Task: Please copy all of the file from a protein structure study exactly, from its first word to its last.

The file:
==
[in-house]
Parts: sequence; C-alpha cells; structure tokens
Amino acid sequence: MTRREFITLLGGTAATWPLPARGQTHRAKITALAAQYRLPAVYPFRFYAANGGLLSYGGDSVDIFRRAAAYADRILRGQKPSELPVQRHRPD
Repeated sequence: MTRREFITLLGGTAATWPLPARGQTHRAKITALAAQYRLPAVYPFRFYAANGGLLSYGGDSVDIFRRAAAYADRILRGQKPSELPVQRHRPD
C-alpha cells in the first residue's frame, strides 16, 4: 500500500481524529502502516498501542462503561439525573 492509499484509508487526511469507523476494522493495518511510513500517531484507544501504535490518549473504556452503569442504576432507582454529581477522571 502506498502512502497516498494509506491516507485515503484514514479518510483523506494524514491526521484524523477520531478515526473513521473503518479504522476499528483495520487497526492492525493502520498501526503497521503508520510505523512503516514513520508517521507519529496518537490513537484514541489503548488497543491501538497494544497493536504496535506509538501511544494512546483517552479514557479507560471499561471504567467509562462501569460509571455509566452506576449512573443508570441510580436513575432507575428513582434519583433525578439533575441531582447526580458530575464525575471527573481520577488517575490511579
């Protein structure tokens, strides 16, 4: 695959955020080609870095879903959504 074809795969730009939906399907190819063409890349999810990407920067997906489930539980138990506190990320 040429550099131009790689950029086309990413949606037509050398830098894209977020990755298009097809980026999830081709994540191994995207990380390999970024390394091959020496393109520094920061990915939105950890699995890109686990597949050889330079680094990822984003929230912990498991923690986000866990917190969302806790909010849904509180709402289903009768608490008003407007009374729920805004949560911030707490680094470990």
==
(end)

[in-house]
Parts: sequence; C-alpha cells; structure tokens
Amino acid sequence: MTRREFITLLGGTAATWPLPARGQTHRAKITALAAQYRLPAVYPFRFYAANGGLLSYGGDSVDIFRRAAAYADRILRGQKPSELPVQRHRPD
Repeated sequence: MTRREFITLLGGTAATWPLPARGQTHRAKITALAAQYRLPAVYPFRFYAANGGLLSYGGDSVDIFRRAAAYADRILRGQKPSELPVQRHRPD
C-alpha cells in the first residue's frame, strides 16, 4: 500500500481524529502502516498501542462503561439525573 492509499484509508487526511469507523476494522493495518511510513500517531484507544501504535490518549473504556452503569442504576432507582454529581477522571 502506498502512502497516498494509506491516507485515503484514514479518510483523506494524514491526521484524523477520531478515526473513521473503518479504522476499528483495520487497526492492525493502520498501526503497521503508520510505523512503516514513520508517521507519529496518537490513537484514541489503548488497543491501538497494544497493536504496535506509538501511544494512546483517552479514557479507560471499561471504567467509562462501569460509571455509566452506576449512573443508570441510580436513575432507575428513582434519583433525578439533575441531582447526580458530575464525575471527573481520577488517575490511579
């Protein structure tokens, strides 16, 4: 695959955020080609870095879903959504 074809795969730009939906399907190819063409890349999810990407920067997906489930539980138990506190990320 040429550099131009790689950029086309990413949606037509050398830098894209977020990755298009097809980026999830081709994540191994995207990380390999970024390394091959020496393109520094920061990915939105950890699995890109686990597949050889330079680094990822984003929230912990498991923690986000866990917190969302806790909010849904509180709402289903009768608490008003407007009374729920805004949560911030707490680094470990």